Comparative burden of Hepatitis B and C virus infections to HIV a | 3125
Journal of Antivirals & Antiretrovirals

Journal of Antivirals & Antiretrovirals
Open Access

ISSN: 1948-5964

+44 1300 500008

Comparative burden of Hepatitis B and C virus infections to HIV among residents in North- Central Nigeria

4th World Congress on Virology

October 06-08, 2014 Hilton San Antonio Airport, TX, USA

Abdullateef Sule

Accepted Abstracts: J Antivir Antiretrovir

Abstract :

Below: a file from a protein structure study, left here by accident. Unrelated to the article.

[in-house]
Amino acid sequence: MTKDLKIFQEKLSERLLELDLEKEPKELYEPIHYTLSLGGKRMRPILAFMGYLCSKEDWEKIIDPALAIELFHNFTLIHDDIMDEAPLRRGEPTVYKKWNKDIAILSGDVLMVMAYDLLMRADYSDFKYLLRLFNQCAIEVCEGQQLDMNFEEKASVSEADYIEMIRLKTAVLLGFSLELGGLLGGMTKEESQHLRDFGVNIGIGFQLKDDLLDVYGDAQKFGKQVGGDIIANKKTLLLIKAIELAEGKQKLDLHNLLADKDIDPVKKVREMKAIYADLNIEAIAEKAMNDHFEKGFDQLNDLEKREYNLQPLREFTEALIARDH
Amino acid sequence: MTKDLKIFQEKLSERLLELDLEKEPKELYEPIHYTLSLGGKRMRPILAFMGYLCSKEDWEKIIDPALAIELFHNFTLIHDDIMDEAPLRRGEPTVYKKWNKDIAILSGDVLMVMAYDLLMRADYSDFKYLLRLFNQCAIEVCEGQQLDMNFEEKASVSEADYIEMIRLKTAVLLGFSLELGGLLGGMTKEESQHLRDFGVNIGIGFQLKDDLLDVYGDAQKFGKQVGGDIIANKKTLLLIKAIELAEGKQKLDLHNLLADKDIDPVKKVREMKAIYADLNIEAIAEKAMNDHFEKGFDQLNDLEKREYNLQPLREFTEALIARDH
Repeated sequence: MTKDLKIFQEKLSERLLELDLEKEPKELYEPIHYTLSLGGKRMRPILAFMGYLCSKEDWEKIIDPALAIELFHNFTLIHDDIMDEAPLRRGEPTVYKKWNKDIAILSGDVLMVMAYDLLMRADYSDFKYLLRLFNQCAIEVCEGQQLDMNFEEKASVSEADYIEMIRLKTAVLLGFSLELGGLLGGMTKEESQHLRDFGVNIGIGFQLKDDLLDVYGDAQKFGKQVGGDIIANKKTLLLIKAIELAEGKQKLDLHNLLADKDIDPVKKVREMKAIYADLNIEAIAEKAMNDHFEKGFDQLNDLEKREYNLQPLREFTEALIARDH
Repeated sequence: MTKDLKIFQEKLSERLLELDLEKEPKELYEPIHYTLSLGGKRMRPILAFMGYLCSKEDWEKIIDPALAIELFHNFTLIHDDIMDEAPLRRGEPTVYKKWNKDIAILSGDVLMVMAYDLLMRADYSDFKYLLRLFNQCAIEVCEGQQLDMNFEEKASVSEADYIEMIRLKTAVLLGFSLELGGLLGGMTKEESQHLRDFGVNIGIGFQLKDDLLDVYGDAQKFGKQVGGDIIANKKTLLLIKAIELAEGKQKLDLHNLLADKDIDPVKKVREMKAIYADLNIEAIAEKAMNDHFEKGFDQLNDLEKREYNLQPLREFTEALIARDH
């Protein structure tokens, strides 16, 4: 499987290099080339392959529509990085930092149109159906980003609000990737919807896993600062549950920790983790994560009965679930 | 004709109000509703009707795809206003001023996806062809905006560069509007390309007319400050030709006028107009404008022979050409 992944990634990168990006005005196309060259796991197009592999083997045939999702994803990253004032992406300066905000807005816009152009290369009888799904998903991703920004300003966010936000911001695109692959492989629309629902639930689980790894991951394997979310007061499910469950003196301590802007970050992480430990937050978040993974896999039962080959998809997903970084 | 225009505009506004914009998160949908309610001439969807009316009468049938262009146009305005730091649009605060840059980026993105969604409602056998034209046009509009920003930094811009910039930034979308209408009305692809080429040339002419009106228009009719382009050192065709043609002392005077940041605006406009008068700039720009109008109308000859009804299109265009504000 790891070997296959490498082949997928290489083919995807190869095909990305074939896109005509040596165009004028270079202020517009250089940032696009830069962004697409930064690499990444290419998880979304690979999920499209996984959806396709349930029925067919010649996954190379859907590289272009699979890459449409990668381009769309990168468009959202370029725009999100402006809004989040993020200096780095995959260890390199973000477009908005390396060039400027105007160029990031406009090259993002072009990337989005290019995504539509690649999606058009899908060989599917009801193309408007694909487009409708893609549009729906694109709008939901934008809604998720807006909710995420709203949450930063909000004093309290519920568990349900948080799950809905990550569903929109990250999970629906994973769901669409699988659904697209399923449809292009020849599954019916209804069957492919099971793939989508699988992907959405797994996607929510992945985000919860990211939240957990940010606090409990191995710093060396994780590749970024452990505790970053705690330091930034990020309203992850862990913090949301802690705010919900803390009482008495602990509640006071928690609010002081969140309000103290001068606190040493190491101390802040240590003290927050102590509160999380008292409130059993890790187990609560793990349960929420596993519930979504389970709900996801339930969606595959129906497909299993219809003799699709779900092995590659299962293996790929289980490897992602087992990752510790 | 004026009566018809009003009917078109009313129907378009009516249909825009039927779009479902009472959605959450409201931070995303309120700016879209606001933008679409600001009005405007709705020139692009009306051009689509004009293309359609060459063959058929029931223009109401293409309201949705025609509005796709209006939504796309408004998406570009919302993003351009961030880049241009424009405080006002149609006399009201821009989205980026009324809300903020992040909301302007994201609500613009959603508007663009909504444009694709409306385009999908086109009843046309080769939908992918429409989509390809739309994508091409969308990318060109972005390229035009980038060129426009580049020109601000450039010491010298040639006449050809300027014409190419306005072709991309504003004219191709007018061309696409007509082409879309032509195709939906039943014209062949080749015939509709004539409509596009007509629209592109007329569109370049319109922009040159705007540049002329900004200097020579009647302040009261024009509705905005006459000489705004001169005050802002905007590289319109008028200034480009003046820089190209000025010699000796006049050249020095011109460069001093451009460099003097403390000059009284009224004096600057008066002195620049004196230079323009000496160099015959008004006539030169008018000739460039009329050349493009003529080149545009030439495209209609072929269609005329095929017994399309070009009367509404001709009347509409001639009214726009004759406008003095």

Introduction: Hepatitis B and C virus infections are global public health challenge especially in developing countries of Sub- Saharan Africa and East Asia. However, in Nigeria, there is a relatively very low awareness about it and little or no known well coordinated strategy to combat this silent killers ?Hepatitis B and C? compares to HIV/AIDS. The aim of this was to compare the seroprevalences of Hepatitis B and C virus infections to HIV among apparently healthy residents of Ilorin town, in North- Central, Nigeria. Methods: A cross-sectional study was conducted from July, 2012 to September, 2012 among apparently healthy populace of Ilorin town, Kwara state, North Central Nigeria. Socio-demographic and possible risk factors data were collected from 941 apparently healthy residents using a structured interviewed administered questionnaire. Venous bloods were collected and the serums were tested for hepatitis B surface antigen and anti-hepatitis C antibody using rapid Immunochromatography assay. HIV Enzyme-Linked Immunosorbent Assays (ELISA) was used to determine the HIV status. Data was entered and analyzed using SPSS software package (version 20). Chi-square and Binary regression were used to assess risk of association. A p-value of < 0.05 was considered statistically significant. Results: The response rate was 99%. The prevalence of Hepatitis B, C and HIV were 18.9%, 0.10% and 0.40% respectively. Most of the respondents (35.1%) were within 21-30 years age group. Majority of the respondents were Muslim (96.4%), male (54.2%), married (59.4%) and 62.6% attained tertiary educational level. Past history of surgery, scarification marks and jaundice were factors found to increase the likelihood of contracting Hepatitis B with odd ratio of 2.027, 2.076 and 2.523 respectively. Conclusion: Hepatitis B virus infection comparatively poses a greater public problem than HIV or hepatitis C infection in Ilorin, North Central, Nigeria. There is urgent need for a well coordinated strategy similar to that of HIV/AID to curb the surge of this ?silent killer? Hepatitis B virus infection.